Animal Agency in Wildlife Conservation and Management

Photo by Mylon Ollila via Unsplash.

Wildlife conservation and management (WCM) practices have been historically drawn from a wide variety of academic fields, yet practitioners have been slow to engage with emerging conversations about animals as complex beings, whose individuality and sociality influence their relationships with humans.

In a new journal article published in Conservation Biology, Émilie Edelblutte, Roopa Krithivasan and Matthew Nassif Hayek propose an explicit acknowledgment of wild, nonhuman animals as active participants in WCM. They examined 190 studies of WCM interventions and outcomes to highlight three common assumptions that underpin many present approaches to WCM: animal behaviors are rigid and homogeneous; wildlife exhibit idealized wild behavior and prefer pristine habitats; and human-wildlife relationships are of marginal or secondary importance relative to nonhuman interactions. Furthermore, the research team found that these management interventions insufficiently considered animal learning, decision-making, individuality, sociality and relationships with humans and led to unanticipated detrimental outcomes. In light of these WCM challenges, the authors offer animal agency as a framework that considers animals to be sentient, adaptive and learning beings; with the potential to influence current practices and improve the lives of animals in conservation.

Main findings:
  • Edelblutte, Krithivasan and Nassif identified three common assumptions about animals that unite examples from other literature. These assumptions are not held by all conservationists or applied in all management scenarios but, nonetheless, represent pervasive ideas in WCM across species, contexts and time. They are:
    • Animal behaviors are rigid and homogeneous.
    • Wildlife exhibit idealized wild behavior and prefer pristine habitats.
    • Human–wildlife relationships are of marginal or secondary importance.
  • Their review of common assumptions and unanticipated outcomes highlighted key shortcomings in conceptualizations of wildlife in WCM that come from a shared historical lineage.
    • Western scientific thought, heavily influenced by Judeo-Christian views of human dominion over nature and Descartes’ treaty on animals in the 16th century, has a long history of treating animals as automata.
    • Animals are considered inferior and subordinate to humans, lacking emotion, free will, self-consciousness or personhood.
  • The team then selectively reviewed recent scholarship in three fields that re-conceptualize animals and their relationships with humans: animal behavior, animal geographies and animal legal theory.
  • The collective findings from these fields challenge assumptions that underpin many mainstream WCM approaches. Five conceptual contributions that have implications for the ways animals are protected, managed and treated in WCM are:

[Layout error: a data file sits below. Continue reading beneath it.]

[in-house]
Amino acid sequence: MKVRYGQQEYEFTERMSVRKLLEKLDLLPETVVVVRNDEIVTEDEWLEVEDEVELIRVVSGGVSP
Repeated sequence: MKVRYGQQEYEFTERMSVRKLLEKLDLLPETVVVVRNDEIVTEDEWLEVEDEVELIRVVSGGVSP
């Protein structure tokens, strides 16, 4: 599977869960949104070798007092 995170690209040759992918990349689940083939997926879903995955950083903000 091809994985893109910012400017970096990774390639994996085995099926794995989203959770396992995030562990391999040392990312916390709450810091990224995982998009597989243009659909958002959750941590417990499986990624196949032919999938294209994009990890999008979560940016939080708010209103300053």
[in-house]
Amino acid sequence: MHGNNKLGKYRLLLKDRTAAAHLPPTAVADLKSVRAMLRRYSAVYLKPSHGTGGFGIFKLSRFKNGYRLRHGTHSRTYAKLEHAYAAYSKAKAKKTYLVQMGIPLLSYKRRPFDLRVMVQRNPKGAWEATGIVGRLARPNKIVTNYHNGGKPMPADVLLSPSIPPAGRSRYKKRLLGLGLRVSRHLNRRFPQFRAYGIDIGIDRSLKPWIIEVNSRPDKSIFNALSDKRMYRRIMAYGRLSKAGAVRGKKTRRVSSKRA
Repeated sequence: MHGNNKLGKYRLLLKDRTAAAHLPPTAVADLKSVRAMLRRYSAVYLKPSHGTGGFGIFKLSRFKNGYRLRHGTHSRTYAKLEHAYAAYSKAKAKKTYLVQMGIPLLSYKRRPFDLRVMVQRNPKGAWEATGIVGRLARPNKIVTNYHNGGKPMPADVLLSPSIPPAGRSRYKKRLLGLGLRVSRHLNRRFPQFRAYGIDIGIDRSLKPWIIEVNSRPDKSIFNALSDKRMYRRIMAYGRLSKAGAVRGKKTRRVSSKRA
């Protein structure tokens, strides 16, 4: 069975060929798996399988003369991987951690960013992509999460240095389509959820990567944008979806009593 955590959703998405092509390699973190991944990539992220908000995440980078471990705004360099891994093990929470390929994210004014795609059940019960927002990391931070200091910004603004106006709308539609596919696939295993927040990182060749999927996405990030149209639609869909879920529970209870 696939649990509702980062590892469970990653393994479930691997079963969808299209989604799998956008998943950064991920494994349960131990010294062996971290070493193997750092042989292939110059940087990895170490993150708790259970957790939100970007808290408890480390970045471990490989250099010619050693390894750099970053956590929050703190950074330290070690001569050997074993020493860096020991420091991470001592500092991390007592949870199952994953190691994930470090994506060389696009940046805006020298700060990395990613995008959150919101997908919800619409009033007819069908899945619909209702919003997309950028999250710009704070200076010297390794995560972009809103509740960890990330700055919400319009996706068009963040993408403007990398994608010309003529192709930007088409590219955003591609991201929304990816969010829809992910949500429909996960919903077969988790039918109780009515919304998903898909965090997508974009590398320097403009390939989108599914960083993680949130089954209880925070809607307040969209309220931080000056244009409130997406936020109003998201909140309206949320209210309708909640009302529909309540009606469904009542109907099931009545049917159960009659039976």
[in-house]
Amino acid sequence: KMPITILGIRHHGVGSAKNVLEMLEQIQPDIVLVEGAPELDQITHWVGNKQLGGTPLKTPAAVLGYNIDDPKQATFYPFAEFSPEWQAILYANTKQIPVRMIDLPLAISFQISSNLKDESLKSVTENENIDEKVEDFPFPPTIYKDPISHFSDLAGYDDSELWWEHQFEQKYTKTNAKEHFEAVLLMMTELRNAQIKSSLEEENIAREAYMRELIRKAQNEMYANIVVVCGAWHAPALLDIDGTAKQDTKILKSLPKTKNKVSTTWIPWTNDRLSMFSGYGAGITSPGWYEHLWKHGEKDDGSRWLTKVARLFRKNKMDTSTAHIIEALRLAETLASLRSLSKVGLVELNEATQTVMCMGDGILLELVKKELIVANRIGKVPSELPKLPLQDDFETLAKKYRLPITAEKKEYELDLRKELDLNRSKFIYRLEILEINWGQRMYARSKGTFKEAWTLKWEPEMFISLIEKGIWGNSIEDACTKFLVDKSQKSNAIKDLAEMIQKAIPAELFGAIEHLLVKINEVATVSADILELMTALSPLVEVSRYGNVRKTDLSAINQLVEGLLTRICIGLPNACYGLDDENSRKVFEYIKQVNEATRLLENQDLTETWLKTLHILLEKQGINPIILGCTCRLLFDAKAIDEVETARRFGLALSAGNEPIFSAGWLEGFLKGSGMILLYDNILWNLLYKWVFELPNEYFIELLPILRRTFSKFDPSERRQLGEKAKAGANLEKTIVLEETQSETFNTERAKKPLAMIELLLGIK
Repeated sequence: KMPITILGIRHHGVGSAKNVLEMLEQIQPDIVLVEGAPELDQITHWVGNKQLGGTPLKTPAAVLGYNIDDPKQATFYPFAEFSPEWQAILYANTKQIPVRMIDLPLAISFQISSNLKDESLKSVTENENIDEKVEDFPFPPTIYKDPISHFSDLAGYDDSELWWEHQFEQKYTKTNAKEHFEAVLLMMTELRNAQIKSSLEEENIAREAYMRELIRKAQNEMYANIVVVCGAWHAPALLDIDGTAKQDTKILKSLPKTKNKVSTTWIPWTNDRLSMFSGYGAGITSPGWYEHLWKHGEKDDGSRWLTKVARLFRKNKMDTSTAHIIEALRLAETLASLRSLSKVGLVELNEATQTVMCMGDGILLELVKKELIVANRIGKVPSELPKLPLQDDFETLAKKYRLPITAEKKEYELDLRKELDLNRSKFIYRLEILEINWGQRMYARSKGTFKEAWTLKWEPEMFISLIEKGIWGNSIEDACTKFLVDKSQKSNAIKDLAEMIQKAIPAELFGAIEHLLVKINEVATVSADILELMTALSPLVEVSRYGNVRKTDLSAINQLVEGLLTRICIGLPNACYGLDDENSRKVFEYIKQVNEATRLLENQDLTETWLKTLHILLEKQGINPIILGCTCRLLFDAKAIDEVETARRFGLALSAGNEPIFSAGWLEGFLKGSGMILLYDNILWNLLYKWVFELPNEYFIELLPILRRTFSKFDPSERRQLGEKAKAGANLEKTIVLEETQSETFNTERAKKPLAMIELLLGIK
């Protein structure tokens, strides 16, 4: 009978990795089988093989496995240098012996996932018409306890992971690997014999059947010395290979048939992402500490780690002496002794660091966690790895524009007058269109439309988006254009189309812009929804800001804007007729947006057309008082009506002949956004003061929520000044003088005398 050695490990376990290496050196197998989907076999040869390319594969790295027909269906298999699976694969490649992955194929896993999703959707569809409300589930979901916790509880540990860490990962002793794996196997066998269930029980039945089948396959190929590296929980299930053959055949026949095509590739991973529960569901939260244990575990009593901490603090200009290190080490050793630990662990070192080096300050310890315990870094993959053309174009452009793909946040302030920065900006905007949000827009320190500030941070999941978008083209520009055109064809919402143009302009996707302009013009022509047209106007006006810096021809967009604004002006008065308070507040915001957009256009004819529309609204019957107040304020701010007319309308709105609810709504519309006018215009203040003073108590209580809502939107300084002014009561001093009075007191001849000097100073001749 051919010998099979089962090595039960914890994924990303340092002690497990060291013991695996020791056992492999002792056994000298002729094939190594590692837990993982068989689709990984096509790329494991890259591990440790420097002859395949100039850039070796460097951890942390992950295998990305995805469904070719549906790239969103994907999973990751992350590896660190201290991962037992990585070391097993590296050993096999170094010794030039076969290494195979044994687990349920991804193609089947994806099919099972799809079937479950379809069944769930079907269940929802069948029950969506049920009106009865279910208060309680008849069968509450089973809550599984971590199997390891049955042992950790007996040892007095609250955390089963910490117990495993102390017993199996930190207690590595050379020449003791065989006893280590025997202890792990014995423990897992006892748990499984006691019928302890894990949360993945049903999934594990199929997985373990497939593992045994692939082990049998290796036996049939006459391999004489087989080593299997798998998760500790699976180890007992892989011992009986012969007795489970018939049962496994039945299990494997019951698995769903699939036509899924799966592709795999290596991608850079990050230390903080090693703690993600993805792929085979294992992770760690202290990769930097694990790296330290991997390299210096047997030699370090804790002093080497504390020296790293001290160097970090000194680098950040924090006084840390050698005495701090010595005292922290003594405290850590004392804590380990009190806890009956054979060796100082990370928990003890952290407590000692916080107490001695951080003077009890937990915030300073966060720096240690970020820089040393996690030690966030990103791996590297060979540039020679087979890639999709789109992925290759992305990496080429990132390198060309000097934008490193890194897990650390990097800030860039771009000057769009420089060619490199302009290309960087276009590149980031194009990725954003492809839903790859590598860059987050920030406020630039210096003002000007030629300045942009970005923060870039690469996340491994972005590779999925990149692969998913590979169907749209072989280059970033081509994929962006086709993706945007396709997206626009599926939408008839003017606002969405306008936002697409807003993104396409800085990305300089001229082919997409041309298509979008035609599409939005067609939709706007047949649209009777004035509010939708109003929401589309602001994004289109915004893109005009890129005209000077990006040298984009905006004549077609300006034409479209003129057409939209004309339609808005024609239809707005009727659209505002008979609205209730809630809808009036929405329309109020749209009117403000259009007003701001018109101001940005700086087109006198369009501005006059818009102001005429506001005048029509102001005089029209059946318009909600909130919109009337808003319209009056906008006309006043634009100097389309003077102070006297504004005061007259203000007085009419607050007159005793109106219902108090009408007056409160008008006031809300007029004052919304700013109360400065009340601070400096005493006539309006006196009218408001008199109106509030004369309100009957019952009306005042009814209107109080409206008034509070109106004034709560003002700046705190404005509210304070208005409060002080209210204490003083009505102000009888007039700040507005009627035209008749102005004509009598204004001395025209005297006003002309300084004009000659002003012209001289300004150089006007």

• First, animals are sentient.
    • Second, animals are capable of adapting to new contexts.
    • Third, animals show individuality and personality.
    • Fourth, animals’ lived experiences and social learning contribute to individual and collective decision-making.
    • Finally, animals and humans actively participate in co-shaping shared environments.
  • Based on advances in these fields, Edelblutte, Krithivasan and Nassif group these findings under animal agency, which can be defined as the ability of animals to actively influence conservation and management outcomes through their adaptive, context-specific and complex behaviors that are predicated on their sentience, individuality, lived experiences, cognition, sociality and cultures in ways that shape and reshape shared human–wildlife cultures, spaces and histories.
  • Integrating animal agency into conservation allows more nuanced discussions of, and can potentially augment, existing and emergent practices. WCM will always be an endeavor held in tension by different goals, world views and ontologies of what is worth conserving and how to conserve it. Engaging with animal agency will not remove the challenge of balancing different views or easily solve ecologically, politically and culturally fraught conservation challenges that inherently involve trade-offs.

    Conservation practices, such as compassionate conservation, convivial conservation and ecological justice, incorporate facets of animal agency. Animal agency can be incorporated in conservation problem-solving by assessing the ways in which agency contributes to species’ survival and by encouraging more adaptive and collaborative decision-making among human and nonhuman stakeholders. Overall, animal agency is a concept with the potential to connect wildlife, Indigenous and local communities, scholars, conservationists and wildlife managers to enhance context-specific and adaptive WCM practice. These approaches have the potential to create spaces for better collaboration, inclusion and well-being for both animals and humans.

    Read the Journal Article Read the Op-ed in The Brink